In April 2009, the first cases of pandemic influenza A(H1N1)2009 were confirmed in Mexico and in California, United States [1]. On June 11, 2009, the World Health Organization declared the first influenza pandemic of the 21 century [2]. In Finland, the first infection caused by the pandemic influenza virus was confirmed on 10 May 2009 [3]. During the early stages of the epidemic until the end of August, all suspected cases were referred to specialist care for virological confirmation and placed in isolation at home or in a hospital depending on the patient’s condition. During this period, most of the cases were found among travellers returning from abroad. At the end of July 2009, operational activities related to the containment phase were stopped.

One pandemic vaccine dose per each citizen was purchased by the Finnish government for Finland and the vaccine became first available on 12 October 2009. The vaccination was carried out according to the recommended prioritisation order as soon as the vaccines had arrived in the country [4,5].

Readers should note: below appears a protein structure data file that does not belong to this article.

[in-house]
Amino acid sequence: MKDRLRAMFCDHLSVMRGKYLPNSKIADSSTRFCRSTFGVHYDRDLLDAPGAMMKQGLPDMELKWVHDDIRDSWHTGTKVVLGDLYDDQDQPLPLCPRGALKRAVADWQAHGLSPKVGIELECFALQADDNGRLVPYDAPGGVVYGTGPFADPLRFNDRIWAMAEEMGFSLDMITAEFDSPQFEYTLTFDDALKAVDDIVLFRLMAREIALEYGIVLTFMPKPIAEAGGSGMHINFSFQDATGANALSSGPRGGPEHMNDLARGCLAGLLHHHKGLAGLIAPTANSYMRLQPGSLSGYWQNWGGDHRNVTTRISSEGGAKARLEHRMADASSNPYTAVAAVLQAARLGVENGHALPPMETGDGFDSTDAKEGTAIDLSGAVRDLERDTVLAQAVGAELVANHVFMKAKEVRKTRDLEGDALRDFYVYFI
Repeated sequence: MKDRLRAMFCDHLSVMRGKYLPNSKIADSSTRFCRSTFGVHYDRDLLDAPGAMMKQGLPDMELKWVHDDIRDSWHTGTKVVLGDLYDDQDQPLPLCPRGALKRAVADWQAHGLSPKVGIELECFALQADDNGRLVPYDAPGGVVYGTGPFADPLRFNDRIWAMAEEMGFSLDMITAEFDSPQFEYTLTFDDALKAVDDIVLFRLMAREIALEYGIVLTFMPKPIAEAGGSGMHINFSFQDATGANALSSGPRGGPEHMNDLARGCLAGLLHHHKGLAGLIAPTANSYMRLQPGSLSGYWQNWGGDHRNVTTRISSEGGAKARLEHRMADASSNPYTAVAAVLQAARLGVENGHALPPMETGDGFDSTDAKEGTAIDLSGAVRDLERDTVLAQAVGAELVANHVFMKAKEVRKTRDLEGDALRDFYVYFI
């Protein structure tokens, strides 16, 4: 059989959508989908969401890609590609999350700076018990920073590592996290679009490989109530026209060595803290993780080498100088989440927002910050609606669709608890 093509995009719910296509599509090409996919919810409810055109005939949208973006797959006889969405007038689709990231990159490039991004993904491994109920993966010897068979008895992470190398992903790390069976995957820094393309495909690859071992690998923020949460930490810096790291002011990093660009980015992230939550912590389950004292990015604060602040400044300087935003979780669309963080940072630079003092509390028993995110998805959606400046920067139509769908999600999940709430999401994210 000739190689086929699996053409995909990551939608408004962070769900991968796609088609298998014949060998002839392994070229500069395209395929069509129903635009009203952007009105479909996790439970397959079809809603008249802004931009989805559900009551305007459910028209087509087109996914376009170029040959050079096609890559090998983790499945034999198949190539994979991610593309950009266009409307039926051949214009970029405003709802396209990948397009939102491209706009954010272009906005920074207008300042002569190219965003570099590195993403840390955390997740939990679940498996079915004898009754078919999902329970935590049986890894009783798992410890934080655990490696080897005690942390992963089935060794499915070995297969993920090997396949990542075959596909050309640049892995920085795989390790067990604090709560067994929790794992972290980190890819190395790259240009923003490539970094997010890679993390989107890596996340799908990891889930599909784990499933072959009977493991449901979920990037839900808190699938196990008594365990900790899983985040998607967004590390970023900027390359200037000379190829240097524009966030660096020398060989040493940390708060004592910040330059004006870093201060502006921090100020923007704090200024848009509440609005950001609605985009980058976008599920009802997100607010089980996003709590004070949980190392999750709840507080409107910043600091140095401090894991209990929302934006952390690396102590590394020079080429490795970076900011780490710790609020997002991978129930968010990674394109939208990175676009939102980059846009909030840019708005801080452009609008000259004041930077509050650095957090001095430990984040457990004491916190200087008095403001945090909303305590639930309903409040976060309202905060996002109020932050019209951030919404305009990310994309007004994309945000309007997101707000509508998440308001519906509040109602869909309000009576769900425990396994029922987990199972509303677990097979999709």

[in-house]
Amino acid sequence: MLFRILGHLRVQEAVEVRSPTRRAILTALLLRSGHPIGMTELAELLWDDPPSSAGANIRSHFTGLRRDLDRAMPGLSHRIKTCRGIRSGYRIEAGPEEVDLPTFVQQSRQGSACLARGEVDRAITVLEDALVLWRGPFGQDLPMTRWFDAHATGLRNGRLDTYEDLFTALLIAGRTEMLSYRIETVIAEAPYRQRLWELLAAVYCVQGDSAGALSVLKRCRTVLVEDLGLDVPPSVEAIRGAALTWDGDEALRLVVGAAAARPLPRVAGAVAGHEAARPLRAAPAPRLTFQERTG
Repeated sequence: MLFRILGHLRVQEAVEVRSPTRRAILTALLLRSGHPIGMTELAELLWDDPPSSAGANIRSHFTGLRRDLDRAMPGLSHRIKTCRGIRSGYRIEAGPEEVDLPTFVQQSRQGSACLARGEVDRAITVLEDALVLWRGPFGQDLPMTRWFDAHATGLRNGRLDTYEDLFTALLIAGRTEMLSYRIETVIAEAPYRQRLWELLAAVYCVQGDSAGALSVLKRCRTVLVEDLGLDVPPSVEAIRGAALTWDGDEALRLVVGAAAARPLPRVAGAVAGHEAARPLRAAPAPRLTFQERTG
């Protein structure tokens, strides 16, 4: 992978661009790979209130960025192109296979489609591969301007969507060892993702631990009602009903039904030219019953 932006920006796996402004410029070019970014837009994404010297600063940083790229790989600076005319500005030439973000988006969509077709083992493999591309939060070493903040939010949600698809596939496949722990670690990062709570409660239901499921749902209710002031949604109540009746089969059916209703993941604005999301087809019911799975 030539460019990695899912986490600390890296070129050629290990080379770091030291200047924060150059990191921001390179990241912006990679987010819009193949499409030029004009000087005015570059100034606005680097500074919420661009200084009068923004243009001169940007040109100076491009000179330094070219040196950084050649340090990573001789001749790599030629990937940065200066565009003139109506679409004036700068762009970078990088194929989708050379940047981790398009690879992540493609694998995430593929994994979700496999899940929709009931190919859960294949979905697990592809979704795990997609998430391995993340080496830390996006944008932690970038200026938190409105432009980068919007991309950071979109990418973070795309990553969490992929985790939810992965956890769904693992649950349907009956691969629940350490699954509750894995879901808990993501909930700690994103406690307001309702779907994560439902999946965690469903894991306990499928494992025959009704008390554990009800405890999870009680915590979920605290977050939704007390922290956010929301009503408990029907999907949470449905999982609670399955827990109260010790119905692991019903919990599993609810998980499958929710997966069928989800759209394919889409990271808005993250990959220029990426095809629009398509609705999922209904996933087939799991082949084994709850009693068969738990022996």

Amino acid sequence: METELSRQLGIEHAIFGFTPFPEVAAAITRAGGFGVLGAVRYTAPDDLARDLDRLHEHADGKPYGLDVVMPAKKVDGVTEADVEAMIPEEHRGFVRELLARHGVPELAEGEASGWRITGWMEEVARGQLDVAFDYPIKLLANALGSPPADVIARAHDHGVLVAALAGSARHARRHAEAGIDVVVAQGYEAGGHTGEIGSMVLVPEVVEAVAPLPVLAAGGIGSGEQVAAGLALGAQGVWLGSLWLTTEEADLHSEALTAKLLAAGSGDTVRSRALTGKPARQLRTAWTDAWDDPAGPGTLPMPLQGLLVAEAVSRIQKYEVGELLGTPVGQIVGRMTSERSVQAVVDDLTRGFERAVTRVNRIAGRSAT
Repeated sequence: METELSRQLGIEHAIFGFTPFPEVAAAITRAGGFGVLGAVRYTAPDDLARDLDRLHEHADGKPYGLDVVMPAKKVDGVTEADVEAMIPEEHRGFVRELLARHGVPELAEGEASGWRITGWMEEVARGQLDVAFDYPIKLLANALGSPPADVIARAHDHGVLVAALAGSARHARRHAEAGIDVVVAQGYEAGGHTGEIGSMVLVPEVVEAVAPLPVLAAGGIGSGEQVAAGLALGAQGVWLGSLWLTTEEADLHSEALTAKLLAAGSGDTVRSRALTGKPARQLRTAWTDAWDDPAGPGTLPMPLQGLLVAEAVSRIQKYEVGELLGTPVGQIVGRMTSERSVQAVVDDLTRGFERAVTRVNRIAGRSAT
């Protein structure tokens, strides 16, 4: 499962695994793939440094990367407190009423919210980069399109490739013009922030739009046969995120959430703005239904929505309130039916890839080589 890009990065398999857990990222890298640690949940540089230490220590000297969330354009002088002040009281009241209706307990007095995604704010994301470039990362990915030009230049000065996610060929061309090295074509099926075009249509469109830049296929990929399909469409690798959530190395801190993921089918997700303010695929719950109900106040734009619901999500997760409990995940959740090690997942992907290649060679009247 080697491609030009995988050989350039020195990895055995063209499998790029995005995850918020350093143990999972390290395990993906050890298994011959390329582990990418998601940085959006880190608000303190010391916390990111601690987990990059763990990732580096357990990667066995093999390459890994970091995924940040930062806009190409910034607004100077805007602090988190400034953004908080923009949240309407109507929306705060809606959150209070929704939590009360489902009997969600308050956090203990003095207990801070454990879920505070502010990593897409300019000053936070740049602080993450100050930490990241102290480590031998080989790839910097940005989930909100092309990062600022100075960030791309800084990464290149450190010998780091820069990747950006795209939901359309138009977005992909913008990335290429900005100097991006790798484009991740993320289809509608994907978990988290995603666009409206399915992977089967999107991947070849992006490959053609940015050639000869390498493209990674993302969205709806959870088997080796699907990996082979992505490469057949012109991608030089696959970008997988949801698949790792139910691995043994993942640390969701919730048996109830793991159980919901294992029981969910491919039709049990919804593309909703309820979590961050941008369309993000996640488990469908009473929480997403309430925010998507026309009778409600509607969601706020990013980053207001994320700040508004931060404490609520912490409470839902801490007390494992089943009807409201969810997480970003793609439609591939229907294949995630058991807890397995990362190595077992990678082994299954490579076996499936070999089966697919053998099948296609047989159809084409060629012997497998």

Here we report how the national surveillance systems were used and adapted to monitor the spread of pandemic influenza and its impact. Moreover, we describe novel surveillance systems that were set up during the 2009 pandemic in Finland. We also present national surveillance data and compare that to data collected in other countries.


Population-based surveillance
In Finland (population 5.3 million), the national healthcare system is organised into 20 healthcare districts (with catchment populations ranging from 68,000 to 1.4 million), which form five tertiary care districts.